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HUNTINGTON - Huntington St. Joe's Lenny Washington has earned accolades since he was a freshman that place him among the best high school baseball players in the state, and now as a junior he is receiving attention from college and pro scouts.

Washington was a first team Class A all-state selection in each of his freshman and sophomore seasons. USA Today named him to the All-West Virginia second team last season as a utility player.

"The ball just sounds different off his bat than any kid I've been around," St. Joe head coach Dave Jenkins said. "Lenny is the real deal."

The University of Dayton would seem to agree. The Flyers made a scholarship offer to Washington. Several other colleges are showing interest and more offers will likely follow the completion of this season.

St. Joe (17-10-1) begins the Class A, Region IV tournament with a 6 p.m. Monday game at Wahama (24-6).

The 17-year-old said baseball is his favorite sport and has been the sole sport he plays.

"I started playing when I was eight," Washington said. "I played Little League in East Huntington. Baseball is just more fun."

Washington has the size, arm strength and bat speed that have drawn the interest from teams.

This season Washington has compiled a .577 batting average (41-for-71) with two home runs, 24 RBI, eight doubles and a triple at the plate.

Playing on traveling teams has given Washington appearances across the country where he was seen by college coaches and scouts representing professional teams.

Through workouts organized by travel ball teams and scouting organizations, Washington has talked to scouts from the Colorado Rockies, Pittsburgh Pirates, San Diego Padres and the Los Angeles Dodgers, home of Washington's favorite player, pitcher Clayton Kershaw.

Opposing coaches such as Mike Crosby of Man High School, have been impressed with Washington too. Crosby has been so impressed he has sent video of his own to "several scouts."

"Some of them were appreciative of the reminder," Crosby said. "Those were guys who had seen him maybe last year, but not since. (Washington)'s a better third baseman than he is a shortstop. His ball transition is so quick and he definitely has a gun on him.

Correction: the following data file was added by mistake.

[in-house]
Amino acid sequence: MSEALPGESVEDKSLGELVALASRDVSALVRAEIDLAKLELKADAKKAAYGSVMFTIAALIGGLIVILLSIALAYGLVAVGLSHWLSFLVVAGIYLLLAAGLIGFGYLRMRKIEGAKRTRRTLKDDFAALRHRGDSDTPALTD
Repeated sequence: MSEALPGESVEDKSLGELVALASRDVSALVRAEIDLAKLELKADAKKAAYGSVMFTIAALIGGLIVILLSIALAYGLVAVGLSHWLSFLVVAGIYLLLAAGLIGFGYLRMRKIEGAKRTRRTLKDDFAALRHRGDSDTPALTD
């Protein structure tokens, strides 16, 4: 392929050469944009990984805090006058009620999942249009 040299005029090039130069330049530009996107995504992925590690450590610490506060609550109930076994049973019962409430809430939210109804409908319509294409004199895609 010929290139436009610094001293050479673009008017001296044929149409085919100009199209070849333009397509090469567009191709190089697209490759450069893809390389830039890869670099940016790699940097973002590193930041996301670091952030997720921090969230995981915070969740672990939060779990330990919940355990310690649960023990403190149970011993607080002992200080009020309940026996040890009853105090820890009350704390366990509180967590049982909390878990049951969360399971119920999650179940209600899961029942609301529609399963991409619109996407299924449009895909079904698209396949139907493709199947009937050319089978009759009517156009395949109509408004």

"I have seen him hit line drives too, and what impressed me is he could go to the opposite field."

Washington said college recruiters and professional scouts have mostly been interested in his hitting although Jenkins has sent video of Washington pitching to those teams as well."I like pitching OK, but I love playing third (base)," Washington said.

After seeing him pitch a scout from the Rockies recommended getting into a workout routine to help develop his pitching. A travel ball coach developed a routine of throwing for Washington.

This season he's added consistency in getting top speed on his fastball. Washington said he's been clocked by a college coach during travel ball season hitting 91 mph and has developed an off-speed pitch to complement his fastball.

With onset of warm weather this spring, Washington has heated up along with the temperature.

"I hate throwing in cold weather," he said. "Guys will make fun of me because it can be 95 degrees and I'll be wearing a sweatshirt to stay warm. Once it's hot and I can feel the sweat coming through I know I'm warm."

That was the feeling he had coming into a game against Fairland when Washington pitched a perfect game in leading the Fighting Irish to a 10-0, five-inning victory over the Dragons on April 27.

The victory was the fourth this season for Washington who has an earned run average of 2.87 in 29 2/3 innings pitched with 49 strikeouts. Opponents have only been able to get a .215 batting average against him.

While all of this attention could go to his head, Jenkins said Washington remains a quiet leader in the St. Joe dugout.

"He's just a great kid," Jenkins said. "There's not a cocky bone in his body, and he helps us out around here with the younger guys."

While Washington had entertained thoughts of playing for the Dirtbags, a noted travel organization in Virginia that boasts on its website that it has 217 alumni who have gone on to play Major League Baseball plus many more that have earned college scholarships.

Instead, Washington chose to stay home and play for area travel teams so he can work with teammates to help them get better.

After struggling with two strained hamstrings a year ago, Washington has been able to stay healthy and on the field -- good for a St. Joe team that has only 11 players entering the postseason.

In sectional play, where the Fighting Irish came out of the loser's bracket to capture the Class A, Region IV, Section 2 championship, Washington had a .450 batting average (9-for-20), 11 runs scored, two triples, a grand slam and 11 RBI.

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